Florida cottonmouth

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Florida cottonmouth
Scientific classification Edit this classification
Domain: Eukaryota
Kingdom: Animalia
Phylum: Chordata
Class: Reptilia
Order: Squamata
Suborder: Serpentes
Family: Viperidae
Genus: Agkistrodon
A. conanti
Binomial name
Agkistrodon conanti
Gloyd, 1969[1]

The Florida cottonmouth (Agkistrodon conanti) is a species of venomous snake, a pit viper in the subfamily Crotalinae of the family Viperidae. The species is endemic to the United States, where it occurs in southern Georgia and the Florida peninsula in nearly every type of wetlands in the region, including brackish water and offshore islands. However, it is not entirely dependent on water and is occasionally encountered as far as a mile (1.6 km.) from surface water. Agkistrodon conanti venom is very hemolytic and known to cause relatively extensive necrosis compared to many snake venoms, and can sometimes be lethal with a 17% mortality rate.[2]: 211 p.  It is often confused with harmless watersnakes (Nerodia) and other semi-aquatic species with which it shares its habitat.

It is a moderately large, thick bodied snake, adults averaging 30 to 48 inches (76-122 cm) in length, but rare individuals can exceed 6 feet (183 cm). The head is marked with conspicuous black cheek stripes on each side, set off by light cream or white stripes above and below. The body is olive brown, dark brown, to black and with 10 to 17 dark bands. The dark bands are often darker at the edges but lighter with irregular markings or spotting in the center. The snakes often grow darker with age, and the banding and patterns can be obscure or absent on adults. It is a viviparous species, normally giving birth to 6 to 8 young, which bear the same pattern as adults but are clay-red or "red dirt" in color. It was first described in the late 1960s as a subspecies of, Agkistrodon piscivorus conanti, however molecular research published in 2015 proposed elevating it to a full species.[3][4] The Florida cottonmouth's status as a species or as a subspecies of Cottonmouth remains disputed.[5]


In the original description, Howard K. Gloyd wrote it was "named in honor of a friend and colleague, Roger Conant, Director of the Philadelphia Zoological Garden, whose professional achievements and dynamic promotion of the study of herpetology for amateurs merit highest commendation."[3]: 230 p.  Roger Conant wrote Reptile Study for the Boy Scouts of America's merit badge series and the original Peterson Field Guide to Reptiles and Amphibians of Eastern and Central North America, one of the most popular and authoritative field guides on North American herpetofauna. He was a leading authority on North American watersnakes (Nerodia),[6] and with Gloyd, he coauthored a seminal monograph on the genus Agkistrodon.[7] Conant also named the southern cantil (Agkistrodon howardgloydi) in honor of Gloyd.[8]: 141 p. [9]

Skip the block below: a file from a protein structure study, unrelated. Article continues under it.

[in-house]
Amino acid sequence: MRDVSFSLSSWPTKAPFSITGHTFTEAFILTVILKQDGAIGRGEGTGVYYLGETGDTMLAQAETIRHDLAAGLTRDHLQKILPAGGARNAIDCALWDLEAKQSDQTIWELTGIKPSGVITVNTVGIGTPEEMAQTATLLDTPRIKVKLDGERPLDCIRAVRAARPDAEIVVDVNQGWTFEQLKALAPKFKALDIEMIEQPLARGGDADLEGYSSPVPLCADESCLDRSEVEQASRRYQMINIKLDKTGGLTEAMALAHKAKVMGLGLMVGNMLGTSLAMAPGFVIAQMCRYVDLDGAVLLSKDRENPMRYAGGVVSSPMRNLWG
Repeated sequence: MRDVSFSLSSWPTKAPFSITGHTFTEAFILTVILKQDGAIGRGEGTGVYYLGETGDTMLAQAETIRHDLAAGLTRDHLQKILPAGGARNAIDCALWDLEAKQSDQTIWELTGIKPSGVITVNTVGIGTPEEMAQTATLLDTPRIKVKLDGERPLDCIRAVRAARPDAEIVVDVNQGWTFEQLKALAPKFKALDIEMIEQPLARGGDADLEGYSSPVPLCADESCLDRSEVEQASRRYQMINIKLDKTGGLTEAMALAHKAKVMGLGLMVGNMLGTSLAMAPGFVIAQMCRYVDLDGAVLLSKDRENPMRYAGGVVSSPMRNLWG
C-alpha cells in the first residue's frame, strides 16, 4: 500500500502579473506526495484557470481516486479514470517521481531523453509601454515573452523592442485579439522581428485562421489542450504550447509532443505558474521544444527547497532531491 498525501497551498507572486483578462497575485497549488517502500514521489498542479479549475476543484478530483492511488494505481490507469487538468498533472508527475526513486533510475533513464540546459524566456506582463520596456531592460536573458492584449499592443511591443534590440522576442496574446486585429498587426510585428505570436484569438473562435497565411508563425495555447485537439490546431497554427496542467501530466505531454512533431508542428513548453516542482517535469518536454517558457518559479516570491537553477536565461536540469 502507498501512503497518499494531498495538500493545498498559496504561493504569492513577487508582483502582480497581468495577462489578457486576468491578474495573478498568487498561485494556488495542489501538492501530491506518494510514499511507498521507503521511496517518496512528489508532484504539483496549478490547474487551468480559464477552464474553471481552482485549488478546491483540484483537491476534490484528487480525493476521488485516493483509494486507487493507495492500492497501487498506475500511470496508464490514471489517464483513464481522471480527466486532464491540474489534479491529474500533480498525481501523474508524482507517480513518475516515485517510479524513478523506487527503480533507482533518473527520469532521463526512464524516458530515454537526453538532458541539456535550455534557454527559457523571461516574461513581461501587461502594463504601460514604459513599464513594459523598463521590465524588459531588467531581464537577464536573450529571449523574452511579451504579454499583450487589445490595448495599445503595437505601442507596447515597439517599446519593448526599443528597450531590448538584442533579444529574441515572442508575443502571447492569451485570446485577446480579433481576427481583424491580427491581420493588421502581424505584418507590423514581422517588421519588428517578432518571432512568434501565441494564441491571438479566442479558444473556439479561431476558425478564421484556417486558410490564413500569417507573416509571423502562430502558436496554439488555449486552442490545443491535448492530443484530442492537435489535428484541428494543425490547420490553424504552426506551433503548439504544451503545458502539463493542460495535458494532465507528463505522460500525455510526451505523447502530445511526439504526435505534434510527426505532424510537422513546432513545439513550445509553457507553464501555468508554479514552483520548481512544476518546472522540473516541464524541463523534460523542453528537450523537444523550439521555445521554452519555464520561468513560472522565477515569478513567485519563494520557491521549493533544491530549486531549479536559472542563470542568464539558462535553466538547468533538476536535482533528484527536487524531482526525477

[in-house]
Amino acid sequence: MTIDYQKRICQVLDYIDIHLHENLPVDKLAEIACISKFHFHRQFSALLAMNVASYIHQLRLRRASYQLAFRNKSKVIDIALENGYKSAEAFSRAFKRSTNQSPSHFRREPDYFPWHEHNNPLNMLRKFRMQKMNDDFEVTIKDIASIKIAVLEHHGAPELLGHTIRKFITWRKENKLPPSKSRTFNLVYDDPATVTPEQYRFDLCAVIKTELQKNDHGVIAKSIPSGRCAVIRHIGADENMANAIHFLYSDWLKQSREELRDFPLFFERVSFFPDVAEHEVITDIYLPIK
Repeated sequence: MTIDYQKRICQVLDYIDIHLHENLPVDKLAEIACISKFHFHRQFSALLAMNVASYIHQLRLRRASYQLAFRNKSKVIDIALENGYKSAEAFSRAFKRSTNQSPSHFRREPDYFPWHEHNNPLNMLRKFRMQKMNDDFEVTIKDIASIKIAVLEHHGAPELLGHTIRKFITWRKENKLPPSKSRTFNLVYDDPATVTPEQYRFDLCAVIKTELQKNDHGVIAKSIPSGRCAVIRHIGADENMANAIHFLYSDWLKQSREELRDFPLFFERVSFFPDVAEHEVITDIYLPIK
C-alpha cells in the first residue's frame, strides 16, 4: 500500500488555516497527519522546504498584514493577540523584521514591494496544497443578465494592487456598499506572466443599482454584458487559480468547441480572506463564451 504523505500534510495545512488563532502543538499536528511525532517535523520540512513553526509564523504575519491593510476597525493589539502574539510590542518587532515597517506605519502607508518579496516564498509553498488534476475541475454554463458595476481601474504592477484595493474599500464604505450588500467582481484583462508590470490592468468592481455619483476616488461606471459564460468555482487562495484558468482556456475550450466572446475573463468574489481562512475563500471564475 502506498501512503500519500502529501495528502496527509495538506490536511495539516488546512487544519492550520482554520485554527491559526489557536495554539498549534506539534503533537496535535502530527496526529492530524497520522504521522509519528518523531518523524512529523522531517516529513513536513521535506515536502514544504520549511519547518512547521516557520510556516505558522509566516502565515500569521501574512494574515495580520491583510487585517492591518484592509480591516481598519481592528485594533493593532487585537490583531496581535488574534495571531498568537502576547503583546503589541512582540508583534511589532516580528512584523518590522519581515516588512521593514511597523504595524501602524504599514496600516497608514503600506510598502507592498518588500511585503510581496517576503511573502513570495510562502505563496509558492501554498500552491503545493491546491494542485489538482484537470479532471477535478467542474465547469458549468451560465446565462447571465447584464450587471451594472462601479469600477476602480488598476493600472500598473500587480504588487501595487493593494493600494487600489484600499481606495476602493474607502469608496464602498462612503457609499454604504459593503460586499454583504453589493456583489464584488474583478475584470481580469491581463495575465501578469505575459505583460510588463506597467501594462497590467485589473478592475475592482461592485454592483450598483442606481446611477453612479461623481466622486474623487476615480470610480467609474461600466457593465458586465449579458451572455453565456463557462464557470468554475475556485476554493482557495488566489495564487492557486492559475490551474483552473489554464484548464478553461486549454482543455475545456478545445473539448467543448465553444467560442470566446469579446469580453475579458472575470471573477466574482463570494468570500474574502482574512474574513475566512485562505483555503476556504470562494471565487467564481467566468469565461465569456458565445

Taxonomy and phylogenetics[edit]

The Florida cottonmouth is one of eight species in the genus Agkistrodon that includes the copperheads, cottonmouths, and cantils. Molecular evidence indicates the genus Agkistrodon is a monophyletic group, meaning they all share a common ancestor. The copperheads (Agkistrodon contortrix and A. laticinctus) are the most basal (ancestral) living lineage of the genus, with the cottonmouths (Agkistrodon piscivorus and A. conanti) basal to Taylor's cantil (A. taylori), and A. taylori basal to the remaining cantils of Latin America.[10]: 416 p.  The northern cottonmouth (Agkistrodon piscivorus) is the sister taxon (closest relative) of the Florida cottonmouth (Agkistrodon conanti) which it readily hybridizes with.[4][11]: 513 p. 

The Florida cottonmouth was first described as a subspecies, Agkistrodon piscivorus conanti, as recently as 1969. The holotype is a young adult male in the United States National Museum (USNM 165962), and the type locality is "at the edge of Rochelle-Cross Creek Road, about 7 miles southeast of Gainesville, Alachua County, Florida" . Seven additional paratypes were designated in the original description.[3]: 226 p.  Agkistrodon conanti was proposed as a full species in 2015 based on molecular data, phylogenetic evidence, and distinct ecological niches.[4][11] However others say that because the Florida cottonmouth readily hybridizes with Agkistrodon piscivorus that both are one species.[5]


Top row: northern cottonmouth; bottom row, Florida cottonmouth; although the facial patterns are variable in both species, the overall lighter, cleaner face markings are characteristic of the Florida cottonmouth and the two dark vertical lines on the snout are diagnostic of the species)[3]

Adults of A. p. conanti grow up to 1,892 mm (74.5 inches) in total length (including tail). Allen and Swindell (1948) reported one male specimen from Marion County, Florida that measured 1,829 mm (72 inches) in total length and weighed 4.6 kg (10 pounds).[7]

The color pattern is very similar to that of A. piscivorus, apart from head markings that are plainly visible even in older darker specimens of A. conanti: with dark postocular stripes that are bordered above and below by narrow light lines. A pair of dark stripes are also visible at the front of the lower jaw. Mature specimens often lack any dorsal pattern, while the dorsal patterns of juveniles are more pronounced.[12]

The Florida cottonmouth (Agkistrodon conanti) differs from the northern cottonmouth (Agkistrodon piscivorus) in having a pair of dark vertical lines at the tip of the snout (running down the seams of the rostral, prenasals, and first supralabial scales). Additionally the patterns and markings on the head of the Florida cottonmouth are typically lighter, cleaner, and more sharply defined in all except a few old individuals.[3]: 227-228 p.  Agkistrodon conanti also has a longer tail, mean relative tail length 17.4% in adult and subadult males (mean relative tail length 15.9% in adult and subadult males in Agkistrodon piscivorus).[7]: 216 p. 

The cottonmouths differs from all other members of the genus Agkistrodon in the absence of a loreal scale and 25 mid-body dorsal scale rows, rarely 23 or 27 (mid-body dorsal scale rows typically 23 [rarely 21 or 25] and loreal scale present in all other species). Additionally, the third supralabial usually reaches the eye orbit (small scales are usually between supralabials and the eye orbit in all other species).[7]: 55 p. [13]: 250 p. 


Geographic distribution of the two species of cottonmouth, Agkistrodon piscivorus and Agkistrodon conanti; black dots represent the type localities